DAG Vision: Responsible and Sustainable Internationalisation

The UG’s internationalisation policy presents structural flaws that hinder students and staff from benefitting from a truly international university, as it is mainly seen as a business model. Read our analysis and vision below!

Analysis

One of the key goals of the University of Groningen, in its position of a modern neoliberal university, is to attract tuition payers from all over the world. Encouraging foreign students to study in Groningen is not a problem per se; it becomes such when the added value that internationals can provide is only equated to the money they feed the system with. Most of the courses at the University of Groningen are taught in English: this surely is a big step forward in the direction of a more inclusive university. There are, however, courses and programs which are intrinsically meant to be taught in Dutch, and whose quality is therefore undermined by the choice of English as the language of teaching.“International university” is a status that institutions all over the world like to boast about, and the UG makes no exception. However, this denomination often stands for “globalised university”. The difference is not just in the wording: while “globalised” implies homogeneity, “internationalised” stresses and encourages diversity.

In this context, the risk of cultural homogenisation is high: an environment is created where students are only exposed to one school of thought. All the while, researchers are forced to publish in international, English-language journals in order for their research to be appreciated. This eliminates the possibility of publication on other platforms, for example in national newspapers where the reach could be larger or simply where the article would fit better.Moreover, the University of Groningen, like other universities in the Netherlands, does not take enough responsibility for students coming from abroad. Within a saturated housing market, the RUG washes its hands of international students by only providing a short-stay accommodation through the company SSH. This way foreign students find themselves overpaying for temporary rooms which are available in a limited number only. International students are treated as if they were a business model.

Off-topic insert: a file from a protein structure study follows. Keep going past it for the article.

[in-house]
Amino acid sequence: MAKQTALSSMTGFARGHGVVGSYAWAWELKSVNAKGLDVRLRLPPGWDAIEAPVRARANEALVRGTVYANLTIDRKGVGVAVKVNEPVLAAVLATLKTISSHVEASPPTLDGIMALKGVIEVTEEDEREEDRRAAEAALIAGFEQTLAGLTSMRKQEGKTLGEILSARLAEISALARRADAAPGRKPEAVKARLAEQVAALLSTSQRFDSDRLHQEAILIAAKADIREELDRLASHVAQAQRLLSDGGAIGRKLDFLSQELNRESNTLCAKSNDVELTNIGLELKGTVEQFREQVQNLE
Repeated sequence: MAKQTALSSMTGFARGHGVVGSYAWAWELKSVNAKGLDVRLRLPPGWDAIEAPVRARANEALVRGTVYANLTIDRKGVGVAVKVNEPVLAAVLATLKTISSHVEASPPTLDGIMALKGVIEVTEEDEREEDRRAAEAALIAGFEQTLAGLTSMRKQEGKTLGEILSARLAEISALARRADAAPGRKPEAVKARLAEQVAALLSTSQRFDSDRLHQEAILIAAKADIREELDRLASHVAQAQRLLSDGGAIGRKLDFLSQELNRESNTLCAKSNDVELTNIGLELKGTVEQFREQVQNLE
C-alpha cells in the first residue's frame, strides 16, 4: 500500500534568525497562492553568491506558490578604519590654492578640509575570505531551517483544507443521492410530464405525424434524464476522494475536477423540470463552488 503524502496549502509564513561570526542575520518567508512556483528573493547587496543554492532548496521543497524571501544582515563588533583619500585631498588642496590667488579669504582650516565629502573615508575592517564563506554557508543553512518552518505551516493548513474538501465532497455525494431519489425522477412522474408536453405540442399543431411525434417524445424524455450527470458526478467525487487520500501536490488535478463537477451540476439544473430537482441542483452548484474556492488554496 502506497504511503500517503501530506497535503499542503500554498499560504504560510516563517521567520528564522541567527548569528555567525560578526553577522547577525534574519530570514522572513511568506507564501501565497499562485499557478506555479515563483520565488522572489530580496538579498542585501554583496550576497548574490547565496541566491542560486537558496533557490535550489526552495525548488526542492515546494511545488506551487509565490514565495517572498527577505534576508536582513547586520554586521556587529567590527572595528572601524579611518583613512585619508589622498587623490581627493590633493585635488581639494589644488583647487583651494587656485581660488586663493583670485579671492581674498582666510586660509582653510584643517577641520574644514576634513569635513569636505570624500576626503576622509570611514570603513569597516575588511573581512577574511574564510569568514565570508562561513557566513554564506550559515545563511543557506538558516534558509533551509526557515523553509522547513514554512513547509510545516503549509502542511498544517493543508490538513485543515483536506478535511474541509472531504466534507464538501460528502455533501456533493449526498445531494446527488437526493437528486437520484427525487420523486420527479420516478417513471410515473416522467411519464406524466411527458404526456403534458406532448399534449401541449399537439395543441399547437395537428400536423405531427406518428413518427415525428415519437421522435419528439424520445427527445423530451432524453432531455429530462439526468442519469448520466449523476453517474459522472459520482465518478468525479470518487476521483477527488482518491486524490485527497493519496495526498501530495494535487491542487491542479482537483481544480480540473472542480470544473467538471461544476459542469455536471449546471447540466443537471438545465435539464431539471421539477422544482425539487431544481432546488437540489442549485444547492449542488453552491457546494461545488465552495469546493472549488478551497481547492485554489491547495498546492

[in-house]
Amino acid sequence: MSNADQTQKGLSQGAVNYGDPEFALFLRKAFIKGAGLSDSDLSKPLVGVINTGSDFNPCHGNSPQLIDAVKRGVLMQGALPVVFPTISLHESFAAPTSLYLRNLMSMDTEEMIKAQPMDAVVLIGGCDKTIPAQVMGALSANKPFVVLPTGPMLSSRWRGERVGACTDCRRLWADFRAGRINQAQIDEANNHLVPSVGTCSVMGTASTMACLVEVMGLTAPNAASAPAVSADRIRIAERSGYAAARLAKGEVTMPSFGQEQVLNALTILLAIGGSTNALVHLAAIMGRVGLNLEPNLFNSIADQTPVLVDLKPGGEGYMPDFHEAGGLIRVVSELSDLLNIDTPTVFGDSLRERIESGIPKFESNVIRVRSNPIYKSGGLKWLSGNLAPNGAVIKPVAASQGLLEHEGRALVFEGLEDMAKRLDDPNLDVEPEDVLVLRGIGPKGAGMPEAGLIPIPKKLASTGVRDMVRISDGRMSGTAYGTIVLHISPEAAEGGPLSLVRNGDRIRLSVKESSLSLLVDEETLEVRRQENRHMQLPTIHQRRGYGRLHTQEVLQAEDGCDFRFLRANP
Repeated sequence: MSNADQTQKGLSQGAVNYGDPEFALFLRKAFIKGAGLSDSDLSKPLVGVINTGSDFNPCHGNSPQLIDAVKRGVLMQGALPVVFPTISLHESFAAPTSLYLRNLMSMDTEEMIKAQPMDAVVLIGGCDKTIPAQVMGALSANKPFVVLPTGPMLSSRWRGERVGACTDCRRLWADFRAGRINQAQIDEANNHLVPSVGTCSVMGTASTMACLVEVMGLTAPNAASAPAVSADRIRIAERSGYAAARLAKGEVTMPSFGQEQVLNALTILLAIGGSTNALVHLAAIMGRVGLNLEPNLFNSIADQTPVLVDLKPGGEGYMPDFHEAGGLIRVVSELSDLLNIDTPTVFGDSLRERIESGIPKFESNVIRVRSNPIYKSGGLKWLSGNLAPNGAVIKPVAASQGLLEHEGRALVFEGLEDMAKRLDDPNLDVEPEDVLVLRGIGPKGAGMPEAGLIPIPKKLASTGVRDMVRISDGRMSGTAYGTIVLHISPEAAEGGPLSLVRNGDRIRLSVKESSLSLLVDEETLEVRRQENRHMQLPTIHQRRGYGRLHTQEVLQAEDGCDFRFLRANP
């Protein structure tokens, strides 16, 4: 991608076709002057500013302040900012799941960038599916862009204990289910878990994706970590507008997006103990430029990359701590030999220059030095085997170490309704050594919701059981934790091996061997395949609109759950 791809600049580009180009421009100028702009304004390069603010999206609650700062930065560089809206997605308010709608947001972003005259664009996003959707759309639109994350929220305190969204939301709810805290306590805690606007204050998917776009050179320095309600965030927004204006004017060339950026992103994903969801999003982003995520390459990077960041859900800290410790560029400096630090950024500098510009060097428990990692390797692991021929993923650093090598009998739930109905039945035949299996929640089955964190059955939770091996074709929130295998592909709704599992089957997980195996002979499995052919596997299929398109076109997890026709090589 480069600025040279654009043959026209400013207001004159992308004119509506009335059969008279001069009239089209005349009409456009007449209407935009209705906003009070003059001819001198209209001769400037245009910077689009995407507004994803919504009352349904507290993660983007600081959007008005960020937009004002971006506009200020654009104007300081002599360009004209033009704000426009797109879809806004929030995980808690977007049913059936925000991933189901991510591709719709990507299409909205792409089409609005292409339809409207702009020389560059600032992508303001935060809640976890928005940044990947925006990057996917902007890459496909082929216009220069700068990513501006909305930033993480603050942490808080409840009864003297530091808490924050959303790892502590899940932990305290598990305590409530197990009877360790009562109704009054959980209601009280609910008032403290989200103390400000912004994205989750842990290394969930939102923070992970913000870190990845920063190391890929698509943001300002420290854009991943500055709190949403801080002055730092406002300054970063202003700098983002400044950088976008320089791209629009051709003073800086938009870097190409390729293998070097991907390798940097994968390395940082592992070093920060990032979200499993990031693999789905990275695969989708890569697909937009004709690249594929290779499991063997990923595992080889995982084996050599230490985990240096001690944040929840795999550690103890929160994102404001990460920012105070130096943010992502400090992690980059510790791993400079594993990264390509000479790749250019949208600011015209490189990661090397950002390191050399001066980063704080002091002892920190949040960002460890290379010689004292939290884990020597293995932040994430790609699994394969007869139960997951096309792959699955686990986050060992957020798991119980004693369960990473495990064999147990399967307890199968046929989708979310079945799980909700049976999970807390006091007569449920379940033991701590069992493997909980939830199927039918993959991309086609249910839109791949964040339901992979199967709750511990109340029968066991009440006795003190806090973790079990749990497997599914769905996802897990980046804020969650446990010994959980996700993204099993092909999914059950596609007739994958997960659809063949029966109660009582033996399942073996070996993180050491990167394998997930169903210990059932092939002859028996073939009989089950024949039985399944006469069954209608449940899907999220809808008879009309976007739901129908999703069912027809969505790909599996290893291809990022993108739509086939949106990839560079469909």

The distinction between foreign students and Dutch students, for example in the housing market, is a source of problems when it comes to integration. Instead of being seen by the university as an organic part of the academic community, international students and staff are sometimes marginalised and integration is not properly achieved.

Our vision

DAG firmly believes that a truly international University is one where internationalisation means something, and where it is not just a tool to climb higher in rankings or to increase income. Important features of such an institution are the openness to diversity and the attention to different cultures. Such peculiarities must be actively encouraged by the RUG. In particular, the language of instruction of each single course should be determined separately, bearing in mind the peculiarities of the subject being taught and its relation to the cultures of different countries.

The emphasis on English language in academic publications is to be reduced, allowing scholars to write in whichever language best fits the topic. International journals and the elusive prestige associated to them should not be the focus of a researcher’s career.

Finally, the UG should take more responsibility in the integration of foreign students, both on the housing side and on the decision-making side. More and higher quality housing is to be offered to students, regardless of their nationality. Participation of foreign students in the decision-making process should be made possible and encouraged. This will help puncture the “international bubble” in which students coming from abroad currently are, and will contribute to create a more diverse and dynamic academic environment.

The University doesn’t need international competition but international collaboration; it shouldn’t foster globalisation but promote integration in order to achieve a communal knowledge project.

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